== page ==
21 Rationality---maximization or satisficing?

22 Optimization in evolution

23 Is maximization model unnecessary?

24 Dennett's "moral first aid"

25 Universalizability and rationality

26 Committment and trust

27 Trust and social intelligence

28 Suggestions to universalizability

29 Universalization and weighing of good

30 Weighing of good and social intelligence

31 Conventionalism for the comparison and weighing of good

32 Evolutionary ethics and reductionism, a summary and a prospect

Full text (Japanese)

Darwin on the Evolution of Morality

Darwin argued for the biological basis of morality in his Descent of Man (1871). Beginning with the thesis of the continuity of man and animals, he tried to explain the origin of the moral sense, or conscience, as understood as an ability to discern right and wrong, and to feel guilty if one realizes to have done wrong. His argument is that, in any animal with social instincts and sufficient intellectual powers, a moral sense would be developed. Although Darwin's argument had some missing links, I try to show that his argument can be consistently reconstructed, in view of recent development of the evolutionary biology and behavioral ecology. As I understand, Darwin's basic tenet is reductionism via evolutionary processes (natural selection, in particular): morality can be reduced to a combination of non-moral factors, each of which can be shared with other animals; you do not have to assume that morality is sui generis.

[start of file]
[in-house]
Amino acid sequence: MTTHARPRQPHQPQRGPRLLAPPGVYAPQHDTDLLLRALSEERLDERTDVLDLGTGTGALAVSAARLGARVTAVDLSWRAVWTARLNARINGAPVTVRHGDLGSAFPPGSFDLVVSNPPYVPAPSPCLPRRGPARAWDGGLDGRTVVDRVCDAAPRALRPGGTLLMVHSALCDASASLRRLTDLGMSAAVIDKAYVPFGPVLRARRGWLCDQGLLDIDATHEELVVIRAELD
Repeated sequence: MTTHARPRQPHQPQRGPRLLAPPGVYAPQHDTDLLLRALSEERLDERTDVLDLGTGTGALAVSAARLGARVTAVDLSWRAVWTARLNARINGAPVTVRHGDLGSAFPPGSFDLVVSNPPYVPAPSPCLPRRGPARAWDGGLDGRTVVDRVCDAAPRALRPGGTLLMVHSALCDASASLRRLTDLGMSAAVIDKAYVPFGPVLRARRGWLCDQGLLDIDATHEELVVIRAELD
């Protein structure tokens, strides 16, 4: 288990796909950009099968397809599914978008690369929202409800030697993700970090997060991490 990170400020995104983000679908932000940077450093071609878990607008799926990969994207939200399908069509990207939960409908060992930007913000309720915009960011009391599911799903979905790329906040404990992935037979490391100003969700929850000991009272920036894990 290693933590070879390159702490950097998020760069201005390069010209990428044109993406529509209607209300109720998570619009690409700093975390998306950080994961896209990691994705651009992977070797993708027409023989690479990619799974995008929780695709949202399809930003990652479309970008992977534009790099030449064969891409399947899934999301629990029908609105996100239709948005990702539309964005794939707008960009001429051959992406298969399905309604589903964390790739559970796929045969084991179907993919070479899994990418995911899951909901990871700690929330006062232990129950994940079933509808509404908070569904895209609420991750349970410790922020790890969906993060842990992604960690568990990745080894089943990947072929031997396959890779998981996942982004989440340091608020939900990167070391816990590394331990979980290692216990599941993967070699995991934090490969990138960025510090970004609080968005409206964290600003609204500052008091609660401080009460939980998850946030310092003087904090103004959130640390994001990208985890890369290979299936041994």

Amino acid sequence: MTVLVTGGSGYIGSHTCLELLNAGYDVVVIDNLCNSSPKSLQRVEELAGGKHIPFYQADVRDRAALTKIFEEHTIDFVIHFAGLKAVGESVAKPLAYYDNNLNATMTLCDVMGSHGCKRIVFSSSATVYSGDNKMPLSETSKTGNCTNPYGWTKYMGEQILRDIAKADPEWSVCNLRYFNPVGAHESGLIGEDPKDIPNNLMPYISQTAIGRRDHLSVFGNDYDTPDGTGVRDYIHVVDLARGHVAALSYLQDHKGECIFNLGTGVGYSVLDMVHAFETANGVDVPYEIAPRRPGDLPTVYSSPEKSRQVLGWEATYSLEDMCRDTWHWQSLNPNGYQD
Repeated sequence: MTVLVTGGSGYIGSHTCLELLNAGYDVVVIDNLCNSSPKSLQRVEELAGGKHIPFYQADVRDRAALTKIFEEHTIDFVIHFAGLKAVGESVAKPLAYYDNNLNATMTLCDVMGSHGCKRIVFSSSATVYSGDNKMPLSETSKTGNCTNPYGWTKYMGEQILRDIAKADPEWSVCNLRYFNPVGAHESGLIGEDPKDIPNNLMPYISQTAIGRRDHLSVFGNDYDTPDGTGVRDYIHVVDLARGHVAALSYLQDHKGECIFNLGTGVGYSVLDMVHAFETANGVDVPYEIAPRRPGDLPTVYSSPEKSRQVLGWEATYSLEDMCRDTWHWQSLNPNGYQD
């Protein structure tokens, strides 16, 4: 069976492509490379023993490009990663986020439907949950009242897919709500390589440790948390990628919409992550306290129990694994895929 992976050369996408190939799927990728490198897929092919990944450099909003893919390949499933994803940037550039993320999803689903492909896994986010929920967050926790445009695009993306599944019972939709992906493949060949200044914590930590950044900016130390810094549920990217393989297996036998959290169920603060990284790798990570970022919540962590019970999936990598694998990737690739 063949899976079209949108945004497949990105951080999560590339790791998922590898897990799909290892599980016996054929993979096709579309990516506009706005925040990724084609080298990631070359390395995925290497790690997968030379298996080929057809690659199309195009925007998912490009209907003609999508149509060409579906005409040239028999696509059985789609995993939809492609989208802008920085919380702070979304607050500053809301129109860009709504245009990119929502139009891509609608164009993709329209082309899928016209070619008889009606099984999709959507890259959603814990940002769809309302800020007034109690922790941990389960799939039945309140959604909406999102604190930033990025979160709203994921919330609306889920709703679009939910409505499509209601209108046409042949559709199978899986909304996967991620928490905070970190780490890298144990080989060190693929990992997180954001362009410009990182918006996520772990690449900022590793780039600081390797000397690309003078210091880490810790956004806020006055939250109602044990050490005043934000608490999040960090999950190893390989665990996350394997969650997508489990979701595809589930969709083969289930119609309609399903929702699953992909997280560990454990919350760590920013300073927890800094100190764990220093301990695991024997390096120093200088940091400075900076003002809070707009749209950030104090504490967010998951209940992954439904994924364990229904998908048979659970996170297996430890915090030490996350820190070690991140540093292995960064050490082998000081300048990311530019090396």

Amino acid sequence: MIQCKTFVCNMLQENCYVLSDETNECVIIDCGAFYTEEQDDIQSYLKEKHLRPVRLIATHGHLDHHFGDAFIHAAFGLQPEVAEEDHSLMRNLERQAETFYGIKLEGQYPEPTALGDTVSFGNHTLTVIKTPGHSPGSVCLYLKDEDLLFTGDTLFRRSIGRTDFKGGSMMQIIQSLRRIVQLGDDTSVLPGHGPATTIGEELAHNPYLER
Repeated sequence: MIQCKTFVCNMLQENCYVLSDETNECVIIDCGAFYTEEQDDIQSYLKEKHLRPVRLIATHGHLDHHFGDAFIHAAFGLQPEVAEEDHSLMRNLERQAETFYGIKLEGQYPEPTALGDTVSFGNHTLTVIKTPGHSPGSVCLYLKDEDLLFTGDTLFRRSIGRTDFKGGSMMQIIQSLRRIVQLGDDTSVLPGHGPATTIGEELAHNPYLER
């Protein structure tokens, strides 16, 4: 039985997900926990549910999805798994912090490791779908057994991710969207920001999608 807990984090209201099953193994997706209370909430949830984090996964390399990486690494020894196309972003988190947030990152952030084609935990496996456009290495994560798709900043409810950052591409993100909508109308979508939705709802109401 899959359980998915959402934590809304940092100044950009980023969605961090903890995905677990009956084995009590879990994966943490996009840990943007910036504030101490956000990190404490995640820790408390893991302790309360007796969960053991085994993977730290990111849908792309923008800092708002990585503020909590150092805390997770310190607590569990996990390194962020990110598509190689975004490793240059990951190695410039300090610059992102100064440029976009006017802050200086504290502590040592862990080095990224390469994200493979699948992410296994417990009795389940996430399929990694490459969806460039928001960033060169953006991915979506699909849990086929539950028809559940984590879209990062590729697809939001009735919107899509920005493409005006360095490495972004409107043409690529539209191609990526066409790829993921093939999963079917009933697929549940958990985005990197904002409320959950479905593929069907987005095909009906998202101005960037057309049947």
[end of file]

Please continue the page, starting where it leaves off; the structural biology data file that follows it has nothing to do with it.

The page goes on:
"The Responsibility of the Scientist", Physics Education in University, 1998-3, pp.4-8, The Physical Society of Japan, Nov. 1998.